AUSTRALIAN HISTORY - KEITH WINDSCHUTTLE - REVIEW
The White Australia Policy
Macleay Press, 2004
Before presenting the review Keith Windschuttle’s latest book that I broadcast on the ABC’s Book Talk on 29th January 2005, I should declare a personal interest. It seems that it is all my fault. My 1970 book, A New Britannia, established the “Paradigm of the Sixties Generation”. Outside the four pages where Windschuttle attributes so baleful my influence, I have to say that I come off fairly lightly. None of my subsequent writings has been touched.
However, Windschuttle alleges that I, along with his bete noir Henry Reynolds, pushed the racist line to advance my career. This method, he explains, is how the young get on. One’s own memory of motivation is the most fallible of guides after 35 years, so I shall say nothing in my own defence. However, the accusation of careerism has alerted me another possibility. Was my offence that I got in first, occupying the place that Windschuttle had his own eye on at the time? Alternatively, was he a slow developer who, in defiance of the wisdom of that true conservative, Sam Johnson, as laid down at the start of Rasselas, expects “that age will perform the promises of youth”? I can no more believe that Windschuttle has devoted his declining years to the refutation of conventional wisdom for reasons of vanity than I want to believe that my motives had been similarly base.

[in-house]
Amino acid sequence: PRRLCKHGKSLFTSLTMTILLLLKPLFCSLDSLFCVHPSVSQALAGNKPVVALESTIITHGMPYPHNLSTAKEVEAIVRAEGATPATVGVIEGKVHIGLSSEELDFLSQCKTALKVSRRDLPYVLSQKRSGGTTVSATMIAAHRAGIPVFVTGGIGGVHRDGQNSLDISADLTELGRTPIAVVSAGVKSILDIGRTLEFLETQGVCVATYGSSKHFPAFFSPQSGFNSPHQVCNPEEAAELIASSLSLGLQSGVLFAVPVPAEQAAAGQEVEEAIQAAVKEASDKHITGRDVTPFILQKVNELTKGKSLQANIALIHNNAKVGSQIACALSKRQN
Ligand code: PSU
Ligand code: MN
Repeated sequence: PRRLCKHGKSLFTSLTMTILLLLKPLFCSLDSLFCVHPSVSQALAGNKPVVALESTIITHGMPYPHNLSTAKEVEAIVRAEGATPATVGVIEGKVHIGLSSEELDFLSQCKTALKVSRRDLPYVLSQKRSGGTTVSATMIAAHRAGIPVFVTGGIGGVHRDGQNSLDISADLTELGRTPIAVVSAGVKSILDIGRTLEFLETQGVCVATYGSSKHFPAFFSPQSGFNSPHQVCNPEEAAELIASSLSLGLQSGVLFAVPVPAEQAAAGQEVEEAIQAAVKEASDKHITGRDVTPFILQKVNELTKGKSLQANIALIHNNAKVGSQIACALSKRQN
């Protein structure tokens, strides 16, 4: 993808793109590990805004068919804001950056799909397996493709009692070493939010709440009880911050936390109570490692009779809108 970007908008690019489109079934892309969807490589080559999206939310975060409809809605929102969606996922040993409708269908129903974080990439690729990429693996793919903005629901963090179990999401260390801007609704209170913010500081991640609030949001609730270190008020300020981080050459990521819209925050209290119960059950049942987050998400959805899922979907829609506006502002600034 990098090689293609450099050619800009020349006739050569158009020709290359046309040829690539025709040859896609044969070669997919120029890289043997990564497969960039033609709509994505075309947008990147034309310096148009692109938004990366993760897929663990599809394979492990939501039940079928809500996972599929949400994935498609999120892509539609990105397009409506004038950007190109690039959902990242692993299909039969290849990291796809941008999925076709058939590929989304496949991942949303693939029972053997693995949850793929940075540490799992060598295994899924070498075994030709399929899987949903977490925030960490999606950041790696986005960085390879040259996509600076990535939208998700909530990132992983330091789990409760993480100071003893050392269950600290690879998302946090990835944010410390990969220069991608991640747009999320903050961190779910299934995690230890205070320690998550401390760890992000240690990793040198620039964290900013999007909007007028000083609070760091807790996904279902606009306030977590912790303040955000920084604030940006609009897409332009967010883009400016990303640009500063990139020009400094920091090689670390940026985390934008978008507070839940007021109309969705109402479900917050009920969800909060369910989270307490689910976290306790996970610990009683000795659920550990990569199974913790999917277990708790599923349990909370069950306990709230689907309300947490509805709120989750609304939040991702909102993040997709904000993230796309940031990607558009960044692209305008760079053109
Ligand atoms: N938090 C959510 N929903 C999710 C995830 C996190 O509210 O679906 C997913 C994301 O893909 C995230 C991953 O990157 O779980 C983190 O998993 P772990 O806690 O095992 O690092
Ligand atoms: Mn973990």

On that score, Windschuttle goes some way to putting my mind at rest. Alongside the careerism, he accuses me of sundry political offences, summed up as Maoism. Warming to his charge sheet, he declares that “They” did this dreadful thing and that “they” believed that terrible idea. My memory is that Windschuttle’s “they” should be “we”, for Keith was once a jolly comrade. And here it is not just my self-serving memory. From May 1970 to March 1971, Sydney students produced a newspaper called “Old Mole”. This title was taken from a remark by Karl Marx: “We recognise our old friend, our old mole, who knows so well how to work underground, suddenly to appear: the Revolution”. First among equals on Old Mole’s editorial Soviet was someone calling himself Keith Windschuttle who attacked the Beatles’s latest release, Let It Be, as “Nowhere Men”, winding up his review through an attack on Revolution with its dismissal of “carrying pictures of Chairman Mao, You ain’t gonna make it with anyone anyhow”. Windschuttle doubted that the Beatles could “resolve the question of what to think about Chairman Mao”.